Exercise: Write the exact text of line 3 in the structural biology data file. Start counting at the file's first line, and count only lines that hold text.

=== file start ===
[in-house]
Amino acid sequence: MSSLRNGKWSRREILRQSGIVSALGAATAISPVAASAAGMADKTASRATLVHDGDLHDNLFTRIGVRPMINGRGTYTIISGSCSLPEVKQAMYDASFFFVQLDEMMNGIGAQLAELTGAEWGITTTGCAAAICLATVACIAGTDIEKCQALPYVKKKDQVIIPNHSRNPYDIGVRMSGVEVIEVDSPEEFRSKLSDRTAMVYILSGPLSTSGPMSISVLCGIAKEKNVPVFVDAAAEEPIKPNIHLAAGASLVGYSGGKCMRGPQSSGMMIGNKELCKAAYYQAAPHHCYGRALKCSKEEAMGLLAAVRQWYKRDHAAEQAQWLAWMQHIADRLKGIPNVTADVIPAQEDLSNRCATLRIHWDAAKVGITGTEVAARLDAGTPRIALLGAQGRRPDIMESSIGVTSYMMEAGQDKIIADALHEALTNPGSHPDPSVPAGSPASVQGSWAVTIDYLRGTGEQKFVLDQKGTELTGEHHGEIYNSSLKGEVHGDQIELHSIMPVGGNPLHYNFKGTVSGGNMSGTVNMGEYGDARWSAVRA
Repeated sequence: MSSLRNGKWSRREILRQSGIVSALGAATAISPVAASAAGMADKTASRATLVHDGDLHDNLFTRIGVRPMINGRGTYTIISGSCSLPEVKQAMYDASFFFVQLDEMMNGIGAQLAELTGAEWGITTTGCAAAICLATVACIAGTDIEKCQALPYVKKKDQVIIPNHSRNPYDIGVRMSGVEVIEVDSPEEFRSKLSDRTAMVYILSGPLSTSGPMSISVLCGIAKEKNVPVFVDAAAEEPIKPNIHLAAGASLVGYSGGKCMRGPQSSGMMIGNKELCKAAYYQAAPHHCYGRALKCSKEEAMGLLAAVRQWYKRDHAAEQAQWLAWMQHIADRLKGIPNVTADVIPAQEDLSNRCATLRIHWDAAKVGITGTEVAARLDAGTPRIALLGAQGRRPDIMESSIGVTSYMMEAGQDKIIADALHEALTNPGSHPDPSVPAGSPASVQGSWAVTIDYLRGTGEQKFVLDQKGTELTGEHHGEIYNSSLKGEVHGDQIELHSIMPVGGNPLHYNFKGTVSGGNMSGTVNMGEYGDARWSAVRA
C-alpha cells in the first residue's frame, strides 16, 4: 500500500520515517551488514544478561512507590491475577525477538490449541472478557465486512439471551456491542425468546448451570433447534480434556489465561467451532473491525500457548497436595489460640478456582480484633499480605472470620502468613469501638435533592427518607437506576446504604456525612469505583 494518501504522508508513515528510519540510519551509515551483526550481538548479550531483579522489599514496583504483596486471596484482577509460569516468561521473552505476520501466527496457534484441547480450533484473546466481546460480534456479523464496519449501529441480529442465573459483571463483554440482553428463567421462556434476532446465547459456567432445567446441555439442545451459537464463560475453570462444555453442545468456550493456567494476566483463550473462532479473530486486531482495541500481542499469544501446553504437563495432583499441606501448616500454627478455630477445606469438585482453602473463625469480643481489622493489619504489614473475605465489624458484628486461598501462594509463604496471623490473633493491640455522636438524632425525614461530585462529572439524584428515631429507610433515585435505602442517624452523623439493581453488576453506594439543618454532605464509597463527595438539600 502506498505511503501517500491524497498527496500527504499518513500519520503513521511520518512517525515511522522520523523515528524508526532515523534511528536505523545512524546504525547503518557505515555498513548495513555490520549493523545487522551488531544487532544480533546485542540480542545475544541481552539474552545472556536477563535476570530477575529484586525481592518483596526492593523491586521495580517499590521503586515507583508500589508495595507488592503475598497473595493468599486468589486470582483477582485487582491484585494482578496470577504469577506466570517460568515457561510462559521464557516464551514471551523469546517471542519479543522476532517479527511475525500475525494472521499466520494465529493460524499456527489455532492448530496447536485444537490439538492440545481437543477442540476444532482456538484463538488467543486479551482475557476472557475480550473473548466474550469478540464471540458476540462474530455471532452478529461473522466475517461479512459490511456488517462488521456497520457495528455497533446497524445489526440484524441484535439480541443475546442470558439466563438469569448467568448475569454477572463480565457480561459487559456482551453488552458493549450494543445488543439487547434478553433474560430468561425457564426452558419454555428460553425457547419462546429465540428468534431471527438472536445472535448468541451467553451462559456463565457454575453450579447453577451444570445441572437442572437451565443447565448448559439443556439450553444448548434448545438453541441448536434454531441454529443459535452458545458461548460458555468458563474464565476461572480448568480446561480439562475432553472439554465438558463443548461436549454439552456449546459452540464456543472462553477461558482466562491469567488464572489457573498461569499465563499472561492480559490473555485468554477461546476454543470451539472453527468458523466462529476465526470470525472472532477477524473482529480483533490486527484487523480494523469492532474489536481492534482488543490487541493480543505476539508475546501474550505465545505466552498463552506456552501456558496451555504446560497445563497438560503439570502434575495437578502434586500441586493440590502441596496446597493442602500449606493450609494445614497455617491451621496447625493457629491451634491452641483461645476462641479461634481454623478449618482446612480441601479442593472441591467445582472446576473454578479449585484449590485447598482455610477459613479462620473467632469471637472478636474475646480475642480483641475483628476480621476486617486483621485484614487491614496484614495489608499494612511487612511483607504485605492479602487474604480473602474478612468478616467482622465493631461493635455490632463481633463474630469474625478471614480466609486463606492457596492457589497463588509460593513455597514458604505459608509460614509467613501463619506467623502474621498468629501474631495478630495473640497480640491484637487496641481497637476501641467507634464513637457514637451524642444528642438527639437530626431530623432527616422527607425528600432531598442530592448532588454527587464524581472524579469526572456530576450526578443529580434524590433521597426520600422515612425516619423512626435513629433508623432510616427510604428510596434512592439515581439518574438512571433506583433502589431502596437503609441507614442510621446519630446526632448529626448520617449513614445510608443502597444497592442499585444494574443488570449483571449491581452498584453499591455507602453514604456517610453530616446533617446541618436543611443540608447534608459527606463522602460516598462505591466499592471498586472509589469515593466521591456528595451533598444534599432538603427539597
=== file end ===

Repeated sequence: MSSLRNGKWSRREILRQSGIVSALGAATAISPVAASAAGMADKTASRATLVHDGDLHDNLFTRIGVRPMINGRGTYTIISGSCSLPEVKQAMYDASFFFVQLDEMMNGIGAQLAELTGAEWGITTTGCAAAICLATVACIAGTDIEKCQALPYVKKKDQVIIPNHSRNPYDIGVRMSGVEVIEVDSPEEFRSKLSDRTAMVYILSGPLSTSGPMSISVLCGIAKEKNVPVFVDAAAEEPIKPNIHLAAGASLVGYSGGKCMRGPQSSGMMIGNKELCKAAYYQAAPHHCYGRALKCSKEEAMGLLAAVRQWYKRDHAAEQAQWLAWMQHIADRLKGIPNVTADVIPAQEDLSNRCATLRIHWDAAKVGITGTEVAARLDAGTPRIALLGAQGRRPDIMESSIGVTSYMMEAGQDKIIADALHEALTNPGSHPDPSVPAGSPASVQGSWAVTIDYLRGTGEQKFVLDQKGTELTGEHHGEIYNSSLKGEVHGDQIELHSIMPVGGNPLHYNFKGTVSGGNMSGTVNMGEYGDARWSAVRA